“Green schoolyards improve the ecology of their neighborhoods and provide the community with green space—while also improving the places where children spend their time on a daily basis. If we can green every school ground, all children will have access to nature every day,” says Sharon Danks.

  

The Trust for Public Land has worked in communities nationwide to build green schoolyards, putting a green schoolyard within a 10-minute walk of more than 4 million people, while capturing tens of millions of gallons of stormwater, increasing tree canopy, reducing the heat island effect and creating access to nature for the surrounding neighborhood. 

 

Here are cities where community schoolyards are making a difference:

 

Dallas: Some Dallas neighborhoods have an average high of 101°F for five months of the year. Parks, trees, and greenspace help cool temperatures in the hottest months, but over 415,000 residents – including 120,000 children – don’t have a park within a 10-minute walk of where they live. In partnership with the Texas Trees Foundation, The Trust for Public Land is now working to build parks on public school campuses across the city, focusing on the hottest neighborhoods where these new green spaces can improve climate resiliency, health, and equity.

 

Newark: Over the past 10 years, Newark has experienced a park renaissance that continues to this day. Of the 12 parks and playgrounds The Trust for Public Land has helped bring to Newark, nine are green schoolyards and provide park access to 105,650 residents within a 10-minute walk of home. This has helped Newark achieve more than 93% park access city-wide. The current green schoolyard project will address Newark’s largest area of high-need for a park, bringing access to 9,700 people, 4,780 of which currently do not have access to a park within a 10-minute walk of home.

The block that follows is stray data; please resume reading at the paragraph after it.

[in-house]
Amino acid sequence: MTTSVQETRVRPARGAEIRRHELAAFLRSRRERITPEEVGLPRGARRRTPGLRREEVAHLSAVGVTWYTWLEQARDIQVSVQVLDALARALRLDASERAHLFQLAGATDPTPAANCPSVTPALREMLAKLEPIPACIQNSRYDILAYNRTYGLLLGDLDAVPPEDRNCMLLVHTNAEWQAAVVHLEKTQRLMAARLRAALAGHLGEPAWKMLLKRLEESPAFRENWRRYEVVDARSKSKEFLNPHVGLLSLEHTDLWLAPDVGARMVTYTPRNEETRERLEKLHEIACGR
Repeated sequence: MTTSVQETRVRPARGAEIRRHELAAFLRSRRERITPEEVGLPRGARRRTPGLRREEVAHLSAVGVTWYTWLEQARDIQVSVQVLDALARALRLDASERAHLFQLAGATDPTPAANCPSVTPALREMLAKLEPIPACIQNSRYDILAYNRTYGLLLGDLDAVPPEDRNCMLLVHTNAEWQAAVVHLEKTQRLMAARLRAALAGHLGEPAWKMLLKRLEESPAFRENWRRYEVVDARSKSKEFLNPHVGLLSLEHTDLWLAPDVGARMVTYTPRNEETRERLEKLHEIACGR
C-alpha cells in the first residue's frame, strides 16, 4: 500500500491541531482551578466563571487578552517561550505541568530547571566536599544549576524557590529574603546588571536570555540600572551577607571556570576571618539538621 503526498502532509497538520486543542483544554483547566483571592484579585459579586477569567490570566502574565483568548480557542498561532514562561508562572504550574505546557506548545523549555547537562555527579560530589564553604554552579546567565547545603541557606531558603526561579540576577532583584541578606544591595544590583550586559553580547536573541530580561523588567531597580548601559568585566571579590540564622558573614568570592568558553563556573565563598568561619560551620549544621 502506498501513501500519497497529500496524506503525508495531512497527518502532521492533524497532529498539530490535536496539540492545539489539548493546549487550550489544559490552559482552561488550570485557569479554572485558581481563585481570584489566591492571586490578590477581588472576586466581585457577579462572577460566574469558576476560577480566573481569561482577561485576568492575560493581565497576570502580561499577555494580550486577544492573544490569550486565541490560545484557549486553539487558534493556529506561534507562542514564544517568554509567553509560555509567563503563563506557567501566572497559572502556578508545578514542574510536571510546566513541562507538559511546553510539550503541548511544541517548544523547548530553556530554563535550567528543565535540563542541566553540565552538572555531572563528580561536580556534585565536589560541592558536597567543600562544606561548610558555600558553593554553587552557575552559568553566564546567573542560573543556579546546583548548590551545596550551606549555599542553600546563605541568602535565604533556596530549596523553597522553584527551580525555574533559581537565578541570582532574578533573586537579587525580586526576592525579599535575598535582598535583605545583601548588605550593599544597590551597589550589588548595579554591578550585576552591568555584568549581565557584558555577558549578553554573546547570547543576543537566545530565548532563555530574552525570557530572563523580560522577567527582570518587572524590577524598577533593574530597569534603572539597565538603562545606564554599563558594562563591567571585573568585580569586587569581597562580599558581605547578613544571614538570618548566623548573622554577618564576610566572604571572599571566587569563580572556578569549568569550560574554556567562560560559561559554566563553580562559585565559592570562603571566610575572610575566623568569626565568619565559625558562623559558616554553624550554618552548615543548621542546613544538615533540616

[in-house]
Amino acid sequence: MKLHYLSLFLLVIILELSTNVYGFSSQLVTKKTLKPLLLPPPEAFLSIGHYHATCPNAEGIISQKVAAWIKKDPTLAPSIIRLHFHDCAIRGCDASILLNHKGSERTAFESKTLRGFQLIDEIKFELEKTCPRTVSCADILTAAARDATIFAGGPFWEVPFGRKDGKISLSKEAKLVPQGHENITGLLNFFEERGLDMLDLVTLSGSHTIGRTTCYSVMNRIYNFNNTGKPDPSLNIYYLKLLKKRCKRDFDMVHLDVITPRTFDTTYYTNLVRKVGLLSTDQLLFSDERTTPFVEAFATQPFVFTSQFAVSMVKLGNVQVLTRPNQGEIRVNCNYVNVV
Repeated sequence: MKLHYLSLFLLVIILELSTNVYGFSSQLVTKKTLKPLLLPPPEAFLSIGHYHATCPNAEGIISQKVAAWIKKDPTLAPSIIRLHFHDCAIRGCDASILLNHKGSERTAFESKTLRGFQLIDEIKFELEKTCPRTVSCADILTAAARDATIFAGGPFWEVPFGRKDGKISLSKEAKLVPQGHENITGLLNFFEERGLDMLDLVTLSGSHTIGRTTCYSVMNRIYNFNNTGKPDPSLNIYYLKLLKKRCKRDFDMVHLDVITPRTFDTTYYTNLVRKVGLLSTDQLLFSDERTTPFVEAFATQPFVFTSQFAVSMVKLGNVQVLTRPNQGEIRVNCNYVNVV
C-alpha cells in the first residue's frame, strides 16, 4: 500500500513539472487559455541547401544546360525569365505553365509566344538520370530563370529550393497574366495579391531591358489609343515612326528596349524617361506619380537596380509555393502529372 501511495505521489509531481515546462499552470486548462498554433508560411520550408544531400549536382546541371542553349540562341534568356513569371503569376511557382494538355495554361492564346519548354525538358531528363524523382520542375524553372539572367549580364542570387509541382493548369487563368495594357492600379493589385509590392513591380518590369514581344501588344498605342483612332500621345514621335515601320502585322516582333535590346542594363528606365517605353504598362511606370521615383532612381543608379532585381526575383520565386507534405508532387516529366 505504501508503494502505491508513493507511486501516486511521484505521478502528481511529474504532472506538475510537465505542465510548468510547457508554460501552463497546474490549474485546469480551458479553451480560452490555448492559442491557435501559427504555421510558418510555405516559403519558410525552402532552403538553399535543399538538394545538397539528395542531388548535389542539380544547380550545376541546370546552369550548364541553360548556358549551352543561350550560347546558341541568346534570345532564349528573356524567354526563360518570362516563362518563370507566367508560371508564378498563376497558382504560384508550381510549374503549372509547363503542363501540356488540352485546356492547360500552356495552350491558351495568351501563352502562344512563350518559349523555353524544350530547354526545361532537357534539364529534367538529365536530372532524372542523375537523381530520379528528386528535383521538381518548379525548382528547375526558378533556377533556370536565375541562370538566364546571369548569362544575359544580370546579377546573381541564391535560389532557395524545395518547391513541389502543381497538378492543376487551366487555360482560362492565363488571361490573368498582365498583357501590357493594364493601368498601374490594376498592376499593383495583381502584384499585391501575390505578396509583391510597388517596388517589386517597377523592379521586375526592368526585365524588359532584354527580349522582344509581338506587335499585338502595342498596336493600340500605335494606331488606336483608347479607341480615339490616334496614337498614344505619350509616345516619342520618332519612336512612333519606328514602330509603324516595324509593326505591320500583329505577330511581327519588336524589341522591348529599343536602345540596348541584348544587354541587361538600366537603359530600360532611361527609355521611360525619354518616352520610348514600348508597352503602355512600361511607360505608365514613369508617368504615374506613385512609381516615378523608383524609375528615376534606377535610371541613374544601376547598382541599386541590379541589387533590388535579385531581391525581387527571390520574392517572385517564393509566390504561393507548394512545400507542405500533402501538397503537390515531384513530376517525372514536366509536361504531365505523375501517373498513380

New Orleans: As part of New Orleans’ climate-smart city efforts, The Trust for Public Land helped Paul Habans School, an elementary school in the West Bank, create a playground for their brand-new school building in a neighborhood that lacks safe, nearby access to green space. Green features like trees, gardens, and stormwater catchment that will help the flood-prone city meet its sustainability goals.